Thanks for the interesting remarks about Solages. They will be helpful. As
Solages is apparently the first one to do a full-length statistical study of
patterns of agreement, it is not expected that his analysis will be as strong
as later analyses, but I had trouble discerning what parts of Solages's
shortcomings are owed to his own situation, and what parts are owed to his
Emmanuel Fritsch wrote:
> At the core of synoptic problem, Solages gave a strange observation
> about triple tradition, and I would like to get some precision from
> those one (John?) that read his other books : he give the number of
> triple tradition pericopae that appear in the same order in the three
> synoptic, the numbers of pericopae that appear in the same order in
> each pear of gospels and not in the third, (Mark and Matthew and not
> Luke, Luke and Mark and not Matthew, etc.) and the number of pericopae
> whose order differs in the three synoptics.
> the result is :
> * constant order in synoptic : 43 (68)
> * Mark+Matthew : 14 (22)
> * Mark+Luke : 14 (15)
> * Luke+Matthew : 0 (0)
> * no common order : 2 (2)
> the second number is computed on the whole gospel. The first one, is
> presented as more representative, since computed without beginning
> and end of the gospel (Mk 1:1-20 and 14:1-16:8).
> The strange phenomenon is naturally the 0 connexion between Luke and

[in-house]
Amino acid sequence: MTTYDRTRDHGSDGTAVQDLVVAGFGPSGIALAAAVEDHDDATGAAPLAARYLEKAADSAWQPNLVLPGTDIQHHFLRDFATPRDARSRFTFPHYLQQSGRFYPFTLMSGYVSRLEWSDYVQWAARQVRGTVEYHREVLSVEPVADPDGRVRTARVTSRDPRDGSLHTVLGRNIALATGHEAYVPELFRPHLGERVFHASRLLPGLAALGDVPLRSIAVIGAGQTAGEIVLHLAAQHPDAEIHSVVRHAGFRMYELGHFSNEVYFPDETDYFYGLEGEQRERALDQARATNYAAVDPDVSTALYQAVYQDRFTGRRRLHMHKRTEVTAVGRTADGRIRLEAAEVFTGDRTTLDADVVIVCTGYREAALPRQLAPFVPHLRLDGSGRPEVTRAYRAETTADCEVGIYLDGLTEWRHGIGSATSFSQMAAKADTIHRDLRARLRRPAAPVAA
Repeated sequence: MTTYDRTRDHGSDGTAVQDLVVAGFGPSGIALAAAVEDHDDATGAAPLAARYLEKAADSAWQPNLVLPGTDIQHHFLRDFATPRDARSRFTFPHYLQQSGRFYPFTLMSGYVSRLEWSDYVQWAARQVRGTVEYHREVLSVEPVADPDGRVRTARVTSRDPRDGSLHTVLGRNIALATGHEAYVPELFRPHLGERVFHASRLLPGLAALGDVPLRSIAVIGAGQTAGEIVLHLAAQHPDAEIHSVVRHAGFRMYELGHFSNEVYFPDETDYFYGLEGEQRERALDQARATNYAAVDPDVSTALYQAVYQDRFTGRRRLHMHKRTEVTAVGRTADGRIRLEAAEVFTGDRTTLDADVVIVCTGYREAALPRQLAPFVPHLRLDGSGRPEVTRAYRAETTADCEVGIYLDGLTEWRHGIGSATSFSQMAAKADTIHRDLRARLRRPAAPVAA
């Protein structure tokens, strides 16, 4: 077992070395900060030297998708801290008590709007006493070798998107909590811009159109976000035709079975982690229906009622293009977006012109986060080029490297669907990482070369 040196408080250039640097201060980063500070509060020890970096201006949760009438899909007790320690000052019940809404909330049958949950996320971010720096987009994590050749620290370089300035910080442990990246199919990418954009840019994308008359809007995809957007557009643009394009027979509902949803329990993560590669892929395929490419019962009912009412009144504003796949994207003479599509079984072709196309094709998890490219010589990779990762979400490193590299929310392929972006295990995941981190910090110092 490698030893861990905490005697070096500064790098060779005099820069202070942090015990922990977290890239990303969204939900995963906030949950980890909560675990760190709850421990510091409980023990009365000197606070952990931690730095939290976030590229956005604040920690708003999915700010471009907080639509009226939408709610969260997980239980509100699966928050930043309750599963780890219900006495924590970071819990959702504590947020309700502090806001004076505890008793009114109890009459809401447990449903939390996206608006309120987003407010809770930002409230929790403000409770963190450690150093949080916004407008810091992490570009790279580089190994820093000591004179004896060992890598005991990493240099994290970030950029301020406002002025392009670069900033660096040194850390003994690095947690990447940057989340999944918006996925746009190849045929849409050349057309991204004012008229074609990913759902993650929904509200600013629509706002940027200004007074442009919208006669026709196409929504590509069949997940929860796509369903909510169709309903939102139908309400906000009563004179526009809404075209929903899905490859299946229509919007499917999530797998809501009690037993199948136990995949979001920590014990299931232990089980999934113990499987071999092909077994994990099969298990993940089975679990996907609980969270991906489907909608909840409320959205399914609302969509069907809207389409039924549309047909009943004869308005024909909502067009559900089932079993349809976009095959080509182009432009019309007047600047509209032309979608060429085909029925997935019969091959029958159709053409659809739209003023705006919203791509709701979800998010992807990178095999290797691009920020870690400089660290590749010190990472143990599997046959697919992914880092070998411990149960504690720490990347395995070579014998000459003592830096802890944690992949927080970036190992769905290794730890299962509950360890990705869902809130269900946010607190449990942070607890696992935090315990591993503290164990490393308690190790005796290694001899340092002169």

> Matthew, that Solages presents as an evidence for a no connexion
> dependency between Mark and Matthew. (There are possible objection
> against such a conclusion, I know, and do not want to discuss it)
> Solages gives no precision about his computation, and I would like
> to know how he defines this order, and computes the pericopae.
> And also : is it a discovery from him, or is it a well known phenomenon ?
The figures that you cite are found on p. 18 of Bruno de Solages, *La
Composition des Evangiles* (1973). They appear to be a revision of his
earlier figures. E.g., in his 1959 work, he writes simply that Luke's,
Mark's, and Matthew's orders agree "in an overwhelming majority of cases,"
that, apart from these triple agreements, Mark and Matthew agree 13 times
within the triple tradition, Mark and Luke agree 17 times, and Luke and
Matthew never agree.
Unless I am missing some subtle aspect to Solages's description of this
phenomenon, this is simply one form of the "argument from order." It proves
that Mark is the middle term. Solages seems to be aware that "middle term"
allows more than one stemma, but he narrows the choices down, esp. through an
argument about doublets.
Solages's charts showing the order of the synoptic gospels are hard to read.
Morgenthaler writes, "Auch die Tafeln S 1089 bis 1105 sind optisch blind und
daru Barrs Darstellung weit unterlegen" (*Statistische Synopse*, p. 25).
John C. Poirier
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